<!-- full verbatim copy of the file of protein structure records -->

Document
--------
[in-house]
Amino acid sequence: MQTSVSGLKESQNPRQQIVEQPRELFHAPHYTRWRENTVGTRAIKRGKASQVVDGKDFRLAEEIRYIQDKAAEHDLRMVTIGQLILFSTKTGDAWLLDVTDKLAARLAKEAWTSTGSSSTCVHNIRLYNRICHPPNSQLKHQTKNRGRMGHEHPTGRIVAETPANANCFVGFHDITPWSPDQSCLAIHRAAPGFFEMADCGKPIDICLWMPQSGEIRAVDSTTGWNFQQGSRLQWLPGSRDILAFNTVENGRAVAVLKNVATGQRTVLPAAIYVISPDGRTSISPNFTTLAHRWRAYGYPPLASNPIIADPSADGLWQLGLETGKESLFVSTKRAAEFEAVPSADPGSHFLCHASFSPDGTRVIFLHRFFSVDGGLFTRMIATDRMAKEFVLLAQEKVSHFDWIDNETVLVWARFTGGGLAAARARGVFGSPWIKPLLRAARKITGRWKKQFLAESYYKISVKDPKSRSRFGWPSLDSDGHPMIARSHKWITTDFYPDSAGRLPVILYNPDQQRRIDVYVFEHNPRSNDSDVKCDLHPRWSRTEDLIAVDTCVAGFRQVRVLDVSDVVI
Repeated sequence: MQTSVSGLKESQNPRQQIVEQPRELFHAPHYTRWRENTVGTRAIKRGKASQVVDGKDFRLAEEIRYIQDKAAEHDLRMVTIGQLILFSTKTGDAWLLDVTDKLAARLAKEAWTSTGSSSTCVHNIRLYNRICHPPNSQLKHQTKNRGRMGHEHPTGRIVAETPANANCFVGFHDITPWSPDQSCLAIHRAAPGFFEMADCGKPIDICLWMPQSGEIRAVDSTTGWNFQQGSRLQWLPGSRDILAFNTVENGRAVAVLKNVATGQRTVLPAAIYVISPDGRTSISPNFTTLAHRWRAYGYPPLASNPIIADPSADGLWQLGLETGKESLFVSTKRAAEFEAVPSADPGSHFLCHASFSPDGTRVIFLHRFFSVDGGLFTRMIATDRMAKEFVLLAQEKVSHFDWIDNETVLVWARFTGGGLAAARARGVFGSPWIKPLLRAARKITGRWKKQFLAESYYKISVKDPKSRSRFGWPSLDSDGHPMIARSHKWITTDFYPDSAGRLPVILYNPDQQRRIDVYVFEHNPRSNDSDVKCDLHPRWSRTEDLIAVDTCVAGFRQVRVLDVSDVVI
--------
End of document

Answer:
[in-house]
Amino acid sequence: MQTSVSGLKESQNPRQQIVEQPRELFHAPHYTRWRENTVGTRAIKRGKASQVVDGKDFRLAEEIRYIQDKAAEHDLRMVTIGQLILFSTKTGDAWLLDVTDKLAARLAKEAWTSTGSSSTCVHNIRLYNRICHPPNSQLKHQTKNRGRMGHEHPTGRIVAETPANANCFVGFHDITPWSPDQSCLAIHRAAPGFFEMADCGKPIDICLWMPQSGEIRAVDSTTGWNFQQGSRLQWLPGSRDILAFNTVENGRAVAVLKNVATGQRTVLPAAIYVISPDGRTSISPNFTTLAHRWRAYGYPPLASNPIIADPSADGLWQLGLETGKESLFVSTKRAAEFEAVPSADPGSHFLCHASFSPDGTRVIFLHRFFSVDGGLFTRMIATDRMAKEFVLLAQEKVSHFDWIDNETVLVWARFTGGGLAAARARGVFGSPWIKPLLRAARKITGRWKKQFLAESYYKISVKDPKSRSRFGWPSLDSDGHPMIARSHKWITTDFYPDSAGRLPVILYNPDQQRRIDVYVFEHNPRSNDSDVKCDLHPRWSRTEDLIAVDTCVAGFRQVRVLDVSDVVI
Repeated sequence: MQTSVSGLKESQNPRQQIVEQPRELFHAPHYTRWRENTVGTRAIKRGKASQVVDGKDFRLAEEIRYIQDKAAEHDLRMVTIGQLILFSTKTGDAWLLDVTDKLAARLAKEAWTSTGSSSTCVHNIRLYNRICHPPNSQLKHQTKNRGRMGHEHPTGRIVAETPANANCFVGFHDITPWSPDQSCLAIHRAAPGFFEMADCGKPIDICLWMPQSGEIRAVDSTTGWNFQQGSRLQWLPGSRDILAFNTVENGRAVAVLKNVATGQRTVLPAAIYVISPDGRTSISPNFTTLAHRWRAYGYPPLASNPIIADPSADGLWQLGLETGKESLFVSTKRAAEFEAVPSADPGSHFLCHASFSPDGTRVIFLHRFFSVDGGLFTRMIATDRMAKEFVLLAQEKVSHFDWIDNETVLVWARFTGGGLAAARARGVFGSPWIKPLLRAARKITGRWKKQFLAESYYKISVKDPKSRSRFGWPSLDSDGHPMIARSHKWITTDFYPDSAGRLPVILYNPDQQRRIDVYVFEHNPRSNDSDVKCDLHPRWSRTEDLIAVDTCVAGFRQVRVLDVSDVVI